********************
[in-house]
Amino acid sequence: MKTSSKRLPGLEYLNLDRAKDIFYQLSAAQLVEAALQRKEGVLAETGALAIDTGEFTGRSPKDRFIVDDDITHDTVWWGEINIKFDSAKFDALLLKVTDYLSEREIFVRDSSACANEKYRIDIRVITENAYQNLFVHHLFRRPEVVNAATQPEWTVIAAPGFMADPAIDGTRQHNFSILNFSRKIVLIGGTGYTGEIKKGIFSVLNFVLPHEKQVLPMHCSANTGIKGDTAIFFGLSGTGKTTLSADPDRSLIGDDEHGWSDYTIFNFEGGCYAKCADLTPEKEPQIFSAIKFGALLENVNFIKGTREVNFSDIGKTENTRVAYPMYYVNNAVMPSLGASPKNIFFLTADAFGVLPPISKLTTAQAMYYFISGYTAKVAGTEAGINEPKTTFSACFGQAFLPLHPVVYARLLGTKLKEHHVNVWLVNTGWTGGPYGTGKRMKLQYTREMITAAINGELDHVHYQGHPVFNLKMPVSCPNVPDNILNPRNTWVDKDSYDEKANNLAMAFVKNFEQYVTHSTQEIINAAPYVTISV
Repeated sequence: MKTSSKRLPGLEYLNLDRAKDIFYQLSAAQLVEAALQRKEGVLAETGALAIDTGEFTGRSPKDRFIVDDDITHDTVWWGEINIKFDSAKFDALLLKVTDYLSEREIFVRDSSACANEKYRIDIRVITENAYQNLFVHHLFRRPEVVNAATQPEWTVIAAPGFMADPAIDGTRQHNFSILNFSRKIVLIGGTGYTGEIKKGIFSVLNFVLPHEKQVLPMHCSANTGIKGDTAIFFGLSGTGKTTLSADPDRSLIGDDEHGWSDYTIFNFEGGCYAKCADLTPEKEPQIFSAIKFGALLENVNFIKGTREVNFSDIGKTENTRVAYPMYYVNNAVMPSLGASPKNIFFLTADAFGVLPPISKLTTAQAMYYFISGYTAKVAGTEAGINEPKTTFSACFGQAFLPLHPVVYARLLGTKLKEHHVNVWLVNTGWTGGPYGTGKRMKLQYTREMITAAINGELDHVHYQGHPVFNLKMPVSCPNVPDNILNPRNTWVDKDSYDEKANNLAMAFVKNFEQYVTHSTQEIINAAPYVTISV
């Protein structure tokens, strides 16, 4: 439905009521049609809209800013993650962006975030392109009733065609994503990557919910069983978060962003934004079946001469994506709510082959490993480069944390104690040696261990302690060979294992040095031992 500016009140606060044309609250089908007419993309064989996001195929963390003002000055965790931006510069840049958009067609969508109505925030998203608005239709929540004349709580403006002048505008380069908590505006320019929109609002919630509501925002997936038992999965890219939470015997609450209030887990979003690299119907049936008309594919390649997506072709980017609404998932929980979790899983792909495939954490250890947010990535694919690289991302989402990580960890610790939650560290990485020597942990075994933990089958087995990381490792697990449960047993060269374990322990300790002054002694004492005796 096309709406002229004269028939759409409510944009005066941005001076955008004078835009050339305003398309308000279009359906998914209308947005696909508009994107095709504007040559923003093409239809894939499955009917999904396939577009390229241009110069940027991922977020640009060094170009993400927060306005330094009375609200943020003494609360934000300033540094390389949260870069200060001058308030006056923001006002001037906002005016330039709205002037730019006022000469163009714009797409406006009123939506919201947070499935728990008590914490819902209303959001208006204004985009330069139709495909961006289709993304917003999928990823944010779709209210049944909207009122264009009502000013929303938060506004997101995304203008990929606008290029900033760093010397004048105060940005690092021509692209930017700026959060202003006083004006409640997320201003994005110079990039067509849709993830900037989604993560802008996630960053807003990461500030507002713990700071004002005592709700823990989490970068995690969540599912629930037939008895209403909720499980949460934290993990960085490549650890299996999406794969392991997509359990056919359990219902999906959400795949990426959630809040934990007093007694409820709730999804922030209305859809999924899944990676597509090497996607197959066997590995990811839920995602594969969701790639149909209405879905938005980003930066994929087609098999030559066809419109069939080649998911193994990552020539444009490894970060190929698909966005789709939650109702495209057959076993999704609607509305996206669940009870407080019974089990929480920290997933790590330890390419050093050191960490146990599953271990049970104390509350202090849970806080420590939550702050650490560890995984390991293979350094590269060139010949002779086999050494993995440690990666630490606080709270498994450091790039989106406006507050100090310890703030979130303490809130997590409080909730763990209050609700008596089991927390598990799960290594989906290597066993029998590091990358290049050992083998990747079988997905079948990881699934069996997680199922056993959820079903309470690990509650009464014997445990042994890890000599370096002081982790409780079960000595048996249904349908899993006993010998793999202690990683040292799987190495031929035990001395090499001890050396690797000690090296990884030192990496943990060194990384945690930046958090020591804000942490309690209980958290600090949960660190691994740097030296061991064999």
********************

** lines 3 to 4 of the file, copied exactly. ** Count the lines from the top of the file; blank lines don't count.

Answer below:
Repeated sequence: MKTSSKRLPGLEYLNLDRAKDIFYQLSAAQLVEAALQRKEGVLAETGALAIDTGEFTGRSPKDRFIVDDDITHDTVWWGEINIKFDSAKFDALLLKVTDYLSEREIFVRDSSACANEKYRIDIRVITENAYQNLFVHHLFRRPEVVNAATQPEWTVIAAPGFMADPAIDGTRQHNFSILNFSRKIVLIGGTGYTGEIKKGIFSVLNFVLPHEKQVLPMHCSANTGIKGDTAIFFGLSGTGKTTLSADPDRSLIGDDEHGWSDYTIFNFEGGCYAKCADLTPEKEPQIFSAIKFGALLENVNFIKGTREVNFSDIGKTENTRVAYPMYYVNNAVMPSLGASPKNIFFLTADAFGVLPPISKLTTAQAMYYFISGYTAKVAGTEAGINEPKTTFSACFGQAFLPLHPVVYARLLGTKLKEHHVNVWLVNTGWTGGPYGTGKRMKLQYTREMITAAINGELDHVHYQGHPVFNLKMPVSCPNVPDNILNPRNTWVDKDSYDEKANNLAMAFVKNFEQYVTHSTQEIINAAPYVTISV
């Protein structure tokens, strides 16, 4: 439905009521049609809209800013993650962006975030392109009733065609994503990557919910069983978060962003934004079946001469994506709510082959490993480069944390104690040696261990302690060979294992040095031992 500016009140606060044309609250089908007419993309064989996001195929963390003002000055965790931006510069840049958009067609969508109505925030998203608005239709929540004349709580403006002048505008380069908590505006320019929109609002919630509501925002997936038992999965890219939470015997609450209030887990979003690299119907049936008309594919390649997506072709980017609404998932929980979790899983792909495939954490250890947010990535694919690289991302989402990580960890610790939650560290990485020597942990075994933990089958087995990381490792697990449960047993060269374990322990300790002054002694004492005796 096309709406002229004269028939759409409510944009005066941005001076955008004078835009050339305003398309308000279009359906998914209308947005696909508009994107095709504007040559923003093409239809894939499955009917999904396939577009390229241009110069940027991922977020640009060094170009993400927060306005330094009375609200943020003494609360934000300033540094390389949260870069200060001058308030006056923001006002001037906002005016330039709205002037730019006022000469163009714009797409406006009123939506919201947070499935728990008590914490819902209303959001208006204004985009330069139709495909961006289709993304917003999928990823944010779709209210049944909207009122264009009502000013929303938060506004997101995304203008990929606008290029900033760093010397004048105060940005690092021509692209930017700026959060202003006083004006409640997320201003994005110079990039067509849709993830900037989604993560802008996630960053807003990461500030507002713990700071004002005592709700823990989490970068995690969540599912629930037939008895209403909720499980949460934290993990960085490549650890299996999406794969392991997509359990056919359990219902999906959400795949990426959630809040934990007093007694409820709730999804922030209305859809999924899944990676597509090497996607197959066997590995990811839920995602594969969701790639149909209405879905938005980003930066994929087609098999030559066809419109069939080649998911193994990552020539444009490894970060190929698909966005789709939650109702495209057959076993999704609607509305996206669940009870407080019974089990929480920290997933790590330890390419050093050191960490146990599953271990049970104390509350202090849970806080420590939550702050650490560890995984390991293979350094590269060139010949002779086999050494993995440690990666630490606080709270498994450091790039989106406006507050100090310890703030979130303490809130997590409080909730763990209050609700008596089991927390598990799960290594989906290597066993029998590091990358290049050992083998990747079988997905079948990881699934069996997680199922056993959820079903309470690990509650009464014997445990042994890890000599370096002081982790409780079960000595048996249904349908899993006993010998793999202690990683040292799987190495031929035990001395090499001890050396690797000690090296990884030192990496943990060194990384945690930046958090020591804000942490309690209980958290600090949960660190691994740097030296061991064999």